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NNSA Officials Observe Russian Nuclear Emergency Response Exercise

WASHINGTON, D.C. – Representatives from the National Nuclear Security Administration (NNSA) Office of Emergency Operations recently traveled to Russia to observe the “Arctic 2010” emergency response exercise.

The exercise, which took place at a shipyard near Murmansk in late July, was intended to test the preparedness of Russian emergency response forces to mitigate the effects of a potential radiological emergency.

“This exercise symbolizes cooperation between the United States and Russia and the importance our countries place on being prepared to respond to nuclear and radiological emergencies,” said NNSA's Associate Administrator for Emergency Operations Joseph Krol, who was part of the observation team. “NNSA’s emergency response capabilities include some of the world’s top professionals and cutting-edge technology, and we are pleased to be able to share that expertise with and learn from our international partners.”

The exercise was conducted under the auspices of the Joint Coordinating Committee for Radiation Effects Research, a bilateral government group representing agencies from the United States and the Russian Federation tasked with coordinating scientific research on the health effects of exposure to ionizing radiation in the Russian Federation from the production of nuclear weapons.

NNSA currently collaborates with more than 80 foreign governments and ten international organizations with projects ranging from providing assistance to foreign governments in improving their emergency preparedness and response programs, to joint collaborative activities to improve emergency management infrastructure worldwide. Learn more about NNSA's emergency response program here.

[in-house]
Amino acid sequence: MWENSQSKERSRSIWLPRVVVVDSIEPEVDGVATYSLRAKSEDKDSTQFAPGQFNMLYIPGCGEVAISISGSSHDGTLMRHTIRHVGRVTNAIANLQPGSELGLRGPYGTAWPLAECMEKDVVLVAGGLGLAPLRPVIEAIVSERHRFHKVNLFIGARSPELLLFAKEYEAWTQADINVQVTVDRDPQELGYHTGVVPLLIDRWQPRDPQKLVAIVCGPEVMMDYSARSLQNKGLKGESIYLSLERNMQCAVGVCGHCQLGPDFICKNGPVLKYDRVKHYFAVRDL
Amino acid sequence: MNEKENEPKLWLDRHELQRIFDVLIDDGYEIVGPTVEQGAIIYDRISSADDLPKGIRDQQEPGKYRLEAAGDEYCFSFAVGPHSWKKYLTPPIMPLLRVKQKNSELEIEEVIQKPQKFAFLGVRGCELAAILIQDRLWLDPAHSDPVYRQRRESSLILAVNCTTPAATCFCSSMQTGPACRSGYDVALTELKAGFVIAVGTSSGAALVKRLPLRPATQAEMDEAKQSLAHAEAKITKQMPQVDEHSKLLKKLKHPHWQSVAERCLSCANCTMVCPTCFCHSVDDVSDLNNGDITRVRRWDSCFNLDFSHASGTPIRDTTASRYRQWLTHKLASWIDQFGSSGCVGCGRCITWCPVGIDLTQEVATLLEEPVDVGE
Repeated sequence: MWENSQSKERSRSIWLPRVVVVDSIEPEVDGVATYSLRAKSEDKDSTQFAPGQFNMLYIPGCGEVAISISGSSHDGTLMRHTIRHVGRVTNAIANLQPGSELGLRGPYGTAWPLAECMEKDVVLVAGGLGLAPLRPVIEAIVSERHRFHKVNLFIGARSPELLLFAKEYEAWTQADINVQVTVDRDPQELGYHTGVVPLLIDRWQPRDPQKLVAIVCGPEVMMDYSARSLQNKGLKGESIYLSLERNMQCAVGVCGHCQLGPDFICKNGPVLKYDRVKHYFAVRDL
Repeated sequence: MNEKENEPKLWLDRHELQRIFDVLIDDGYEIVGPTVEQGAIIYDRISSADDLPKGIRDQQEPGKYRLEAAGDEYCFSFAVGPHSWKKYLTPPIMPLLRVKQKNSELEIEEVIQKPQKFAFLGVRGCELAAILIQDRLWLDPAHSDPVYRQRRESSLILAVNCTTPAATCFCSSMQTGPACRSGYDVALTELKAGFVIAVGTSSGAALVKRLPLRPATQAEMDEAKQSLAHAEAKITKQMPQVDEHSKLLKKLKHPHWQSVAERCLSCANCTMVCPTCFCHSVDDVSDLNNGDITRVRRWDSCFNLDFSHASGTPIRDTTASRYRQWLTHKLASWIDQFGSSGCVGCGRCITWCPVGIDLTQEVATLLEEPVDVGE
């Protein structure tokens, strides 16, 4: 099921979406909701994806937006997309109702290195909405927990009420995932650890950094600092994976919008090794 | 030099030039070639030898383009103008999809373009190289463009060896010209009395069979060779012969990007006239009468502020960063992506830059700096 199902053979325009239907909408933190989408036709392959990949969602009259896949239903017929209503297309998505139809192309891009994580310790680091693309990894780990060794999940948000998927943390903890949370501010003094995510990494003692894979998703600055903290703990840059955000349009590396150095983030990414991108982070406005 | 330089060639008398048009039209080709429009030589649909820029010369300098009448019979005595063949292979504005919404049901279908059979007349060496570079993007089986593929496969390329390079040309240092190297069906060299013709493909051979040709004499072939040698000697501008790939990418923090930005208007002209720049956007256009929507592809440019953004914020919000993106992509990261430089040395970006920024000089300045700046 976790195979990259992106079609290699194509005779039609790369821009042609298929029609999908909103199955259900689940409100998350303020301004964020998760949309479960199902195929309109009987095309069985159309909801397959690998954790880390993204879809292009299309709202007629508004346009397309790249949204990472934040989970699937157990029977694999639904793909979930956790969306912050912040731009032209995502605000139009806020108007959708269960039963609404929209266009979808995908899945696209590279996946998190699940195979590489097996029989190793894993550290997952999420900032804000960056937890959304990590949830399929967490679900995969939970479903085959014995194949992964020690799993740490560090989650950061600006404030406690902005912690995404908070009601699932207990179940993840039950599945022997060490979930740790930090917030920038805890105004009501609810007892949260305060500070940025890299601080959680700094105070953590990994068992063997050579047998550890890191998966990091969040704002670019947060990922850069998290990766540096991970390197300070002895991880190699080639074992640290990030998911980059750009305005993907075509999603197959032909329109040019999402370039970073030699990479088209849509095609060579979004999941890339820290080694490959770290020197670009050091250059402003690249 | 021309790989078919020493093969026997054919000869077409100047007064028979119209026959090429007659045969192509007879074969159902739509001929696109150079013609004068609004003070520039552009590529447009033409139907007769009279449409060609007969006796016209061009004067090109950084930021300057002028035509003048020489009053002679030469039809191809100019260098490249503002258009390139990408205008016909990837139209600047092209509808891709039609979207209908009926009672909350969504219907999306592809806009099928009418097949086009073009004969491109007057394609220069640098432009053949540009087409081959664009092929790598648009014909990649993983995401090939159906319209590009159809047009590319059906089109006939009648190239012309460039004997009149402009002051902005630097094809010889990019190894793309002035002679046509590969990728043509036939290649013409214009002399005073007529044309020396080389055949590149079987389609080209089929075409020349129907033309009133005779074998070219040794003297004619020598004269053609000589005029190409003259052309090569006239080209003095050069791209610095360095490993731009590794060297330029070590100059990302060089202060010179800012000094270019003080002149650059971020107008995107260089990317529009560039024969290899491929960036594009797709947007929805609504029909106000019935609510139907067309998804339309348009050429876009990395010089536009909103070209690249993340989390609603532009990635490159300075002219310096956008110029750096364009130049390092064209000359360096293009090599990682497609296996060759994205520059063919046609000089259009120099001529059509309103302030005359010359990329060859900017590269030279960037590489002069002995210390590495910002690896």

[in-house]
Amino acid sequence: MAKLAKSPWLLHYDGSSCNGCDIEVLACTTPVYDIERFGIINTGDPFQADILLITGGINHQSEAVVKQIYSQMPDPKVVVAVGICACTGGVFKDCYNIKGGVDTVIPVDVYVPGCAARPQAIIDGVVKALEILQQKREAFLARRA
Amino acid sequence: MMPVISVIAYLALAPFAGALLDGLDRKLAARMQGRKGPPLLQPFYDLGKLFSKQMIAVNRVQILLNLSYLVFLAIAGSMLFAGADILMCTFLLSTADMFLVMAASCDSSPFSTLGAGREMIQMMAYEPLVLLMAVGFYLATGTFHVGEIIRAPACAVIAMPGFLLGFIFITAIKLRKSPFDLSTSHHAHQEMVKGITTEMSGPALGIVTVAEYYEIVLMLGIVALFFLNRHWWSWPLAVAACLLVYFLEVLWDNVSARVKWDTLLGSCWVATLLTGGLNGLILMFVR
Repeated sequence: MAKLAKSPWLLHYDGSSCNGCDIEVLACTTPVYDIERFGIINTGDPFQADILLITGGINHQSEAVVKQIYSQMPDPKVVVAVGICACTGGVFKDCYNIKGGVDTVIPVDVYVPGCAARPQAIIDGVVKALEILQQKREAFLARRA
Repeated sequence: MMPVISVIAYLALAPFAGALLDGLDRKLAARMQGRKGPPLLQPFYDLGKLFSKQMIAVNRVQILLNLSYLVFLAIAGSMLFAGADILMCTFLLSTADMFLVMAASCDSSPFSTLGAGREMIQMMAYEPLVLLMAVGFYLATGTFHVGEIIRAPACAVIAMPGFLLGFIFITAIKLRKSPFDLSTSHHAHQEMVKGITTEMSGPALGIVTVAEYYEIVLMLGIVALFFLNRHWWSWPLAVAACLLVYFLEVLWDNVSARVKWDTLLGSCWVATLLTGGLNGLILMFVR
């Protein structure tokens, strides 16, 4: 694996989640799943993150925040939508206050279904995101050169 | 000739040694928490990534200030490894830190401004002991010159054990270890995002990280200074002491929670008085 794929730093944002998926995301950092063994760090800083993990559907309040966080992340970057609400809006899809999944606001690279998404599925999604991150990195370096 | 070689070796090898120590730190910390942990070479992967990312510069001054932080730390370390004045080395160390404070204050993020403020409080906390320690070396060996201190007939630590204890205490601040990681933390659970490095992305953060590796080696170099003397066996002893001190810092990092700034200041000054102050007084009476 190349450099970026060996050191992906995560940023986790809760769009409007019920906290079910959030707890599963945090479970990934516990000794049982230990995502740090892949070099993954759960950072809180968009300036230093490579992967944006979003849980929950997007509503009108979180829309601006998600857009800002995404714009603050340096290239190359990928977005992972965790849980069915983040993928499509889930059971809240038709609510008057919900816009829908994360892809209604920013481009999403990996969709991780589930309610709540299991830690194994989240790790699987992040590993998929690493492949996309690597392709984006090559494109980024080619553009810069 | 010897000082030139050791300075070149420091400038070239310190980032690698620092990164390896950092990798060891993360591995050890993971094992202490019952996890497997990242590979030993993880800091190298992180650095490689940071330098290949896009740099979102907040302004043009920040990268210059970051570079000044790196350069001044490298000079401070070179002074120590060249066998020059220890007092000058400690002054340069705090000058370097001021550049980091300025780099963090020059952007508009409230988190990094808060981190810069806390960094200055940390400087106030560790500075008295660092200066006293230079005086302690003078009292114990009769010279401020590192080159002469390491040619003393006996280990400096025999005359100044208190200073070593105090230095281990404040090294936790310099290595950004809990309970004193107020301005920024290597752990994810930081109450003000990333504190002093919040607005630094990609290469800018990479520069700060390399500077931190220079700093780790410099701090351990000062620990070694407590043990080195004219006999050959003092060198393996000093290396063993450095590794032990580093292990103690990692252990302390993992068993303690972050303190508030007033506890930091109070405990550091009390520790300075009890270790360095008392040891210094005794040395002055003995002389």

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Established by Congress in 2000, NNSA is a semi-autonomous agency within the U.S. Department of Energy responsible for enhancing national security through the military application of nuclear science in the nation’s national security enterprise. NNSA maintains and enhances the safety, security, reliability, and performance of the U.S. nuclear weapons stockpile without nuclear testing; reduces the global danger from weapons of mass destruction; provides the U.S. Navy with safe and effective nuclear propulsion; and responds to nuclear and radiological emergencies in the U.S. and abroad.